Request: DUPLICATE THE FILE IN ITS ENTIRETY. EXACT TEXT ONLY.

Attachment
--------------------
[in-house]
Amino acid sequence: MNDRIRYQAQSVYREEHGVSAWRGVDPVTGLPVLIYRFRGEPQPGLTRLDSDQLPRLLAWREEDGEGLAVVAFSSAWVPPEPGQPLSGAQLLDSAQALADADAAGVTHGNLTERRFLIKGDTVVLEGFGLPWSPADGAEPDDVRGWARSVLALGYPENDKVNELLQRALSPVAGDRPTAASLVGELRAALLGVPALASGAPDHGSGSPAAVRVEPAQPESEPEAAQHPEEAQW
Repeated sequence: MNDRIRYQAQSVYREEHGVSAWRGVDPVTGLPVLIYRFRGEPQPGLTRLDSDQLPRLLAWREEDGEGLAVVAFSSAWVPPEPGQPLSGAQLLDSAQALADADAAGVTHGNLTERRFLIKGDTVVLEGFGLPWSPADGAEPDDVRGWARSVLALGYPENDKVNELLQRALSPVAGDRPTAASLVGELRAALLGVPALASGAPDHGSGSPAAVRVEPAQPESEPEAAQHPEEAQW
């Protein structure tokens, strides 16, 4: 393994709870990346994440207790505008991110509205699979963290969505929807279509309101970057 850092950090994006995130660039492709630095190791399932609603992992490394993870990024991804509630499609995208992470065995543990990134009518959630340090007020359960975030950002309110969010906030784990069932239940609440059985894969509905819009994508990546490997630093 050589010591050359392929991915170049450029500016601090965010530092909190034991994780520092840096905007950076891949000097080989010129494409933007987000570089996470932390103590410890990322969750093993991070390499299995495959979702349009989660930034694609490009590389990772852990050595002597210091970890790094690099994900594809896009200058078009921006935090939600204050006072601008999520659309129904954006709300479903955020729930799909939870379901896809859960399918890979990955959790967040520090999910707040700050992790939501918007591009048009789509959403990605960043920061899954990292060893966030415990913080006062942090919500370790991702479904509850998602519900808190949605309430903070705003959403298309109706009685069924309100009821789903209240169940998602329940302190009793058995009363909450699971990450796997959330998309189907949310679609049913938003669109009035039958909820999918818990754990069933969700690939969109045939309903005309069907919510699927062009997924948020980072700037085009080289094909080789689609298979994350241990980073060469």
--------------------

[in-house]
Amino acid sequence: MNDRIRYQAQSVYREEHGVSAWRGVDPVTGLPVLIYRFRGEPQPGLTRLDSDQLPRLLAWREEDGEGLAVVAFSSAWVPPEPGQPLSGAQLLDSAQALADADAAGVTHGNLTERRFLIKGDTVVLEGFGLPWSPADGAEPDDVRGWARSVLALGYPENDKVNELLQRALSPVAGDRPTAASLVGELRAALLGVPALASGAPDHGSGSPAAVRVEPAQPESEPEAAQHPEEAQW
Repeated sequence: MNDRIRYQAQSVYREEHGVSAWRGVDPVTGLPVLIYRFRGEPQPGLTRLDSDQLPRLLAWREEDGEGLAVVAFSSAWVPPEPGQPLSGAQLLDSAQALADADAAGVTHGNLTERRFLIKGDTVVLEGFGLPWSPADGAEPDDVRGWARSVLALGYPENDKVNELLQRALSPVAGDRPTAASLVGELRAALLGVPALASGAPDHGSGSPAAVRVEPAQPESEPEAAQHPEEAQW
């Protein structure tokens, strides 16, 4: 393994709870990346994440207790505008991110509205699979963290969505929807279509309101970057 850092950090994006995130660039492709630095190791399932609603992992490394993870990024991804509630499609995208992470065995543990990134009518959630340090007020359960975030950002309110969010906030784990069932239940609440059985894969509905819009994508990546490997630093 050589010591050359392929991915170049450029500016601090965010530092909190034991994780520092840096905007950076891949000097080989010129494409933007987000570089996470932390103590410890990322969750093993991070390499299995495959979702349009989660930034694609490009590389990772852990050595002597210091970890790094690099994900594809896009200058078009921006935090939600204050006072601008999520659309129904954006709300479903955020729930799909939870379901896809859960399918890979990955959790967040520090999910707040700050992790939501918007591009048009789509959403990605960043920061899954990292060893966030415990913080006062942090919500370790991702479904509850998602519900808190949605309430903070705003959403298309109706009685069924309100009821789903209240169940998602329940302190009793058995009363909450699971990450796997959330998309189907949310679609049913938003669109009035039958909820999918818990754990069933969700690939969109045939309903005309069907919510699927062009997924948020980072700037085009080289094909080789689609298979994350241990980073060469």